At this point, I'm just thinking at the keyboard. Hang with me if you want. I don't know what that truer self is, but I do think there is a place from which we can look at our "self" from an observer point of view, without judgment. Meta cognition or mindfulness is the tool that I think makes freedom a possibility. The point of mindfulness meditation is not to deny or change a characteristic, behavior, attachment, like or dislike, but rather to acknowledge it. From the position of thinking about our own thinking (meta cognition) we can come to know ourselves. which is the first step in choosing.


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Sun Apr 13, 2008 7:17 pm
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Saffron,
We are pretty much in step with each other on the matter of various influences shaping us decisively. You get Sartre and existentialism, though.

About freedom, do you find that this emphasis is perhaps too radically individualistic? I wonder if Sartre's ideas would sound crazy to someone from a more collectivist culture. Does it really matter so much, after all, that we each forge our own destinies, if this is part of what Sartre is saying? What if we don't make such a big deal of our own personal meaning and path, but go along to a certain extent with what the group wants? What if ties and obligations are the most valued things, not self-development? Is that a way to be happier, for one thing, and to have a better society? I like Paul Pearsall's description of aloha philosophy, which puts the self in second place. (See The Pleasure Prescription.)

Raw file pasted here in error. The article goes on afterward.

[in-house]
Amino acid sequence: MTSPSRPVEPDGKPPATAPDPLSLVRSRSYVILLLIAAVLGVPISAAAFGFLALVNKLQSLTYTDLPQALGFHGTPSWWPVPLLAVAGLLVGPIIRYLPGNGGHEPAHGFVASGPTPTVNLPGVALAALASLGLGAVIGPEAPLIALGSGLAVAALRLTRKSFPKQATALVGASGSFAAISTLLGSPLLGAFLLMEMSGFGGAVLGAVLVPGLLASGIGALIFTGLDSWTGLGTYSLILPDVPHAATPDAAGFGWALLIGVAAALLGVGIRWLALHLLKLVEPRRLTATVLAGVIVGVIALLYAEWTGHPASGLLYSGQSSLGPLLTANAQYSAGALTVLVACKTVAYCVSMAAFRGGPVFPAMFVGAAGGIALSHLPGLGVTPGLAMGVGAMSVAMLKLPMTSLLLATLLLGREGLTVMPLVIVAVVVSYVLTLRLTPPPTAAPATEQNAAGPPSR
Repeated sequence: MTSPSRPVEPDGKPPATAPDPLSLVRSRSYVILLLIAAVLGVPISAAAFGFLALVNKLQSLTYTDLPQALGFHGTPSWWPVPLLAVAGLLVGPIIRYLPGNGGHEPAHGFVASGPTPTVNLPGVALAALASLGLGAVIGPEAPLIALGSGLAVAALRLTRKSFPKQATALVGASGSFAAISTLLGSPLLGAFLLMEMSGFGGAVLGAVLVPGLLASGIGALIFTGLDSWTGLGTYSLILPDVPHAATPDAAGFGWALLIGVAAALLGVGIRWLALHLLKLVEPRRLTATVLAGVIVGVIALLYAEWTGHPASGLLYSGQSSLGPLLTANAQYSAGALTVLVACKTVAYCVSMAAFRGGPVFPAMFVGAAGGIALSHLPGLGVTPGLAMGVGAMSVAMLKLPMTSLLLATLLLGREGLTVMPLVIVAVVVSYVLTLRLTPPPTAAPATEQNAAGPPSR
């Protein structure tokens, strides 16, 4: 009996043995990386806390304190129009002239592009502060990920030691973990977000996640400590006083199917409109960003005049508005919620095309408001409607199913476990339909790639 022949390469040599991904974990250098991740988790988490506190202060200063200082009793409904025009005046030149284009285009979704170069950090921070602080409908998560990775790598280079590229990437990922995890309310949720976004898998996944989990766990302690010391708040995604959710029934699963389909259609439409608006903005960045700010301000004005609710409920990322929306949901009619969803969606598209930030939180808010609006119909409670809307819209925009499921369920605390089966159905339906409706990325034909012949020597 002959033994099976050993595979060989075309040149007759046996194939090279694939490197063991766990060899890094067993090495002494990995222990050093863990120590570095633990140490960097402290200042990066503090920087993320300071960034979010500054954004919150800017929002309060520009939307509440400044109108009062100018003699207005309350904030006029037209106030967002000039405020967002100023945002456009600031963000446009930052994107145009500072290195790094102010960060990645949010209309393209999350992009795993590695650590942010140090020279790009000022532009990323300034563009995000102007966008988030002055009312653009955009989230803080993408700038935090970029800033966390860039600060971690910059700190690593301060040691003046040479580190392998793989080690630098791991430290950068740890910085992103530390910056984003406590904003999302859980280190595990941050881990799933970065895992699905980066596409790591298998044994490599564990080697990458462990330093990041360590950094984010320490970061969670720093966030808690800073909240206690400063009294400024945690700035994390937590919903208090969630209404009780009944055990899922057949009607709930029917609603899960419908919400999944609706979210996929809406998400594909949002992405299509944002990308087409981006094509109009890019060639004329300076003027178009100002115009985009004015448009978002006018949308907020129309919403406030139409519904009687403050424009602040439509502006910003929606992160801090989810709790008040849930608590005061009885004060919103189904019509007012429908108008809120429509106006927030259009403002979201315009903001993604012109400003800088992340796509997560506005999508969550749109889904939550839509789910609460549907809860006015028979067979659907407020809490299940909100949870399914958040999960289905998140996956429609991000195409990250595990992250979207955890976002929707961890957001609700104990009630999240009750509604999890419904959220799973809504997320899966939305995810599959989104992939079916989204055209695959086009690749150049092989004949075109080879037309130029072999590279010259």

Will



Sun Apr 13, 2008 11:17 pm
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DWill wrote:

Quote:
About freedom, do you find that this emphasis is perhaps too radically individualistic? I wonder if Sartre's ideas would sound crazy to someone from a more collectivist culture. Does it really matter so much, after all, that we each forge our own destinies, if this is part of what Sartre is saying? What if we don't make such a big deal of our own personal meaning and path, but go along to a certain extent with what the group wants? What if ties and obligations are the most valued things, not self-development? Is that a way to be happier, for one thing, and to have a better society? I like Paul Pearsall's description of aloha philosophy, which puts the self in second place. (See The Pleasure Prescription.)